The Colombian government ended peace talks with the National Liberation Army (ELN) guerrilla group after a car bomb attack in Bogotá killed 21 police, prompting fears of a return to open conflict and more violence along the border with Venezuela and Pacific Coast. A new military campaign against the ELN carries severe risks and needs to be accompanied by measures to safeguard the possibility of a return to talks. In Guatemala, the government stepped up its attacks on judicial institutions fighting corruption.
In Yemen, fighting eased off in Hodeida port city as the warring parties took initial steps to implement December’s Stockholm Agreement. February could see further progress, but without concerted international support, the battle for Hodeida could resume. Fighting between rival armed groups again rocked Libya’s capital Tripoli, and with Khalifa Haftar’s Libyan National Army deploying in the south west, intent on purging it of terrorists and foreign armed groups, clashes could erupt there in coming weeks. In Syria, jihadists took control of Idlib in the north west straining the Russia-Turkey deal which has helped hold off a government assault on the densely populated area, while a rise in Israeli airstrikes on Iranian and Iran-allied targets in the south west triggered a worrying retaliation.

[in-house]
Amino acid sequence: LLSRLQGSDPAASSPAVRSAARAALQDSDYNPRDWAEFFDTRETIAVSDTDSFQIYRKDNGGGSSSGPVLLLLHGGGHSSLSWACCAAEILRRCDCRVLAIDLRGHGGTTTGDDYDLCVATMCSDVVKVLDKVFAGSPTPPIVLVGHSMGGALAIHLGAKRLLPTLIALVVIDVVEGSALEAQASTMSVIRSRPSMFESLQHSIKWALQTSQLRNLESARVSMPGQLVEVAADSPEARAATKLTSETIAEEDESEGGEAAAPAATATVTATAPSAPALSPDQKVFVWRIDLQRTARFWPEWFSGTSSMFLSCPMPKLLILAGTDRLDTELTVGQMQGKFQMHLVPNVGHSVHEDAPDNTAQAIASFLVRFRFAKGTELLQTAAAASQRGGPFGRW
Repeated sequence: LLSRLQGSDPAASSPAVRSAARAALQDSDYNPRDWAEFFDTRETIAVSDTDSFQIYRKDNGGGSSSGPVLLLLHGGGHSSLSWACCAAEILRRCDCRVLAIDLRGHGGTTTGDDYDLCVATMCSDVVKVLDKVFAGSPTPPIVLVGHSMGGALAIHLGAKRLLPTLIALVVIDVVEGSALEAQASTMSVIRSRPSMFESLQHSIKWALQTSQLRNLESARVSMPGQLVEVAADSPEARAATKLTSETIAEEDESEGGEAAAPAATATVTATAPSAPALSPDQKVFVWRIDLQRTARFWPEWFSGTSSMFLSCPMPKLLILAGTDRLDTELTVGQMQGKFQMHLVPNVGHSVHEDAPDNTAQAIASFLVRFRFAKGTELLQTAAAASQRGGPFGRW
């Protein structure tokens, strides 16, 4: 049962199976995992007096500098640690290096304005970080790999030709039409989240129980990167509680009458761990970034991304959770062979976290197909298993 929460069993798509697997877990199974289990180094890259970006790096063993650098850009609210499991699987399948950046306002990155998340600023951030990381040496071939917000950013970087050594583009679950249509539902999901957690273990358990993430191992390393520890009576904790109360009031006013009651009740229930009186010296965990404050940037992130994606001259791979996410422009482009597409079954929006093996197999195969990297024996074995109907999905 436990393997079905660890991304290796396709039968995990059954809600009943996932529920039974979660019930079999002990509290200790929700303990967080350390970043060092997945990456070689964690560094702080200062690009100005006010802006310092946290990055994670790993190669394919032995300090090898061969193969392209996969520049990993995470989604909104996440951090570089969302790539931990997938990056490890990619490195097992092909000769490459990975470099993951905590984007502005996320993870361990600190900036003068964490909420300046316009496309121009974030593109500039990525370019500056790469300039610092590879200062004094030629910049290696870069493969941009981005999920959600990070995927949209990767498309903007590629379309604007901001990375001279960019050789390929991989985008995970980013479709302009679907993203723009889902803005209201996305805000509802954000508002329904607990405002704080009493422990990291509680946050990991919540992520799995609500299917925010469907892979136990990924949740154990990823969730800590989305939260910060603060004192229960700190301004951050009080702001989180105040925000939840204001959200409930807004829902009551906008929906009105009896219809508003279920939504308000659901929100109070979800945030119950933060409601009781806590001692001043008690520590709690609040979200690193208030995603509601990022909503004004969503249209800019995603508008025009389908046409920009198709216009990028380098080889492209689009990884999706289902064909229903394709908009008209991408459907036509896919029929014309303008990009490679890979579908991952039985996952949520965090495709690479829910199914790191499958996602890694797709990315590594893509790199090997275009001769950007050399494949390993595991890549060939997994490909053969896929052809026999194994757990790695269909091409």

In Africa, Burkina Faso saw a further rise in attacks by ethnic armed groups and suspected jihadists. Facing both mounting insurgency and social protests, the government should better support its overstretched troops to guard against further instability. Meanwhile, Somali jihadist group Al-Shabaab launched a terror attack in Kenya’s capital, killing 21 civilians and stirring memories of its 2013 attack on the Westgate shopping centre.
Ahead of Nigeria’s polls this month, Boko Haram upped attacks in the north east and election-related violence began to climb. To avert a bloody crisis, security forces must remain impartial and politicians must keep their pledges to campaign peacefully and challenge results lawfully. Sudan’s security forces responded with greater brutality to continued protests calling for President Bashir’s exit. Influential foreign governments should seek to improve prospects for a peaceful transition by creating incentives for Bashir to step down. While South Sudan’s fragile peace deal between the government and main rebels is holding, a military build-up in the south points to looming offensives against rebels who refused to sign the September agreement.